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Princess Cruises 'Magic Pipe' Given Record $40m Fine for Dumping Oil at Sea

3rd December 2016
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Caribbean Princess (a regular caller to Irish ports) discharged thousands of gallons of polluted bilge waste along the British coast, while other ships used rigged sensors to hide contamination. Caribbean Princess (a regular caller to Irish ports) discharged thousands of gallons of polluted bilge waste along the British coast, while other ships used rigged sensors to hide contamination. Photo: Yankeesman312/Wikimedia

#RecordOilFine- A US$40m penalty is to be paid by Princess Cruises after pleading guilty to seven federal charges in an illegal ocean pollution case that involved one ship’s use of a so-called 'magic pipe' to divert oily waste into UK waters, writes The Guardian. 

Miami US attorney Wifredo Ferrer told a news conference the penalty was the largest ever of its kind. A plea agreement filed in federal court also requires Carnival, the UK and US-listed parent company of the Princess line, to submit 78 cruise ships across its eight brands to a five-year environmental compliance programme overseen by a judge.

Ferrer said the illegal practices came to light when an engineer aboard the Caribbean Princess discovered the “magic pipe” in 2013 off the coast of Britain and told investigators about it.

Authorities later learned the 952ft ship had been illegally discharging oily water into the ocean since 2005.

“Our open seas are not dumping grounds for waste,” Ferrer said. “One thing we must never do is take our clear blue oceans for granted.”

A single illegal discharge dumped 4,227 gallons of oil-contaminated waste about 20 miles off the coast of England on 26 August 2013, according to court documents.

The documents also show illegal practices were found on four other Princess ships, including use of clean ocean water to fool onboard sensors that would otherwise detect dumping of improperly contaminated bilge water. Authorities say cost savings was the motive and that the ship’s officers and crew conspired to cover up what was going on.

John Cruden, assistant attorney general for the US justice department’s environmental division, said the Caribbean Princess “violated the law, they covered it up and then they lied about it”.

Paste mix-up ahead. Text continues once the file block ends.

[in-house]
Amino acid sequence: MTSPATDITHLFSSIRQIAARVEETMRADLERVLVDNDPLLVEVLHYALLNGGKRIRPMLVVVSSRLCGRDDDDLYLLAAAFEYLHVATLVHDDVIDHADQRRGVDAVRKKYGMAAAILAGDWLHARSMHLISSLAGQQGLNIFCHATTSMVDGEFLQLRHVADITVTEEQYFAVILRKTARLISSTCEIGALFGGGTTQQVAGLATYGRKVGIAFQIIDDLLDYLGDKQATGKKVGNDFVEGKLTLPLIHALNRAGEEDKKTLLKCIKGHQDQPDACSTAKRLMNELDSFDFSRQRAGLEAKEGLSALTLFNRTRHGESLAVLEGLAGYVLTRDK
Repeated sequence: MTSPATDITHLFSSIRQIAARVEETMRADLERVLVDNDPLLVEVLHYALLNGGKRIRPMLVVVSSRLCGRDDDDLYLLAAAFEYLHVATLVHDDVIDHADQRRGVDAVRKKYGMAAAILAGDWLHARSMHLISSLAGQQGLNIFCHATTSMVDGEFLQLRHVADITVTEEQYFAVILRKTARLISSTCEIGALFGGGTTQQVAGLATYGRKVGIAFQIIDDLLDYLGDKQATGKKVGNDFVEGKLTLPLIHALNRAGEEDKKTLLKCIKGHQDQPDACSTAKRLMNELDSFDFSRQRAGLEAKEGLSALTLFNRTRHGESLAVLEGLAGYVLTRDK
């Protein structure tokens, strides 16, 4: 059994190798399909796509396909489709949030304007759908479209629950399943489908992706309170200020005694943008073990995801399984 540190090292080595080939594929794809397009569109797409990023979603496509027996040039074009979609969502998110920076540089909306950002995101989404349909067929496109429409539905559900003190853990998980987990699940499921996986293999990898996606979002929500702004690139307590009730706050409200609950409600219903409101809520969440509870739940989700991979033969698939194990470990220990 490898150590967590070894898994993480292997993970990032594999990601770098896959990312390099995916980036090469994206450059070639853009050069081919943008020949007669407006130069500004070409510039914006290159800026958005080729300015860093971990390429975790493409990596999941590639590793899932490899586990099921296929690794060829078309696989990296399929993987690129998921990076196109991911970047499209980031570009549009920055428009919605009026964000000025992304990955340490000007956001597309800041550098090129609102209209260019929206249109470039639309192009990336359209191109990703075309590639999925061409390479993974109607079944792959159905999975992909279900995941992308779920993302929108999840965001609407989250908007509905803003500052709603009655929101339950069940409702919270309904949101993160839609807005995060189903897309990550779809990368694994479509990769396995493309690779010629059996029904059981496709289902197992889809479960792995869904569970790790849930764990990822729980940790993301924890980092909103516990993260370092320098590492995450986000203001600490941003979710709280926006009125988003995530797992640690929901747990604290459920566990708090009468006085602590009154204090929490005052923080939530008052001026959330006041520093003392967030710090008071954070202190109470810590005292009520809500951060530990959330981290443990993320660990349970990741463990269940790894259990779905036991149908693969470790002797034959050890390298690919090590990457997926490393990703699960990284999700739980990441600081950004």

“We’re sending a strong message in this case to the entire industry.”

To read more on a statement released from Princess Cruises click here. 

In August this year Afloat covered the story of a power failure on Caribbean Princess bound for Dublin Port which rendered the vessel adrift for nine hours on the Irish Sea.

Afloat.ie adds that Caribbean Princess is to call to Dublin Port in season 2017 as the most frequent of any cruiseship with 13 separate visits. The giant 112,894 gross tonnage vessel with a guest capacity of 3,142 (lower berths) is scheduled to make the first call in April.

The Carnival subsidiary will also see Pacific Princess calling to Dublin. Described by Princess as the 'small cruiseship experience' given the 30,277 gross tonnage and only 672 (lower berths) capacity vessel which is to make three calls. Together these cruiseships will total 16 calls calling to the capital.    



 

 

Published in Cruise Liners
Jehan Ashmore

About The Author

Jehan Ashmore

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Jehan Ashmore is a marine correspondent, researcher and photographer, specialising in Irish ports, shipping and the ferry sector serving the UK and directly to mainland Europe. Jehan also occasionally writes a column, 'Maritime' Dalkey for the (Dalkey Community Council Newsletter) in addition to contributing to UK marine periodicals. 

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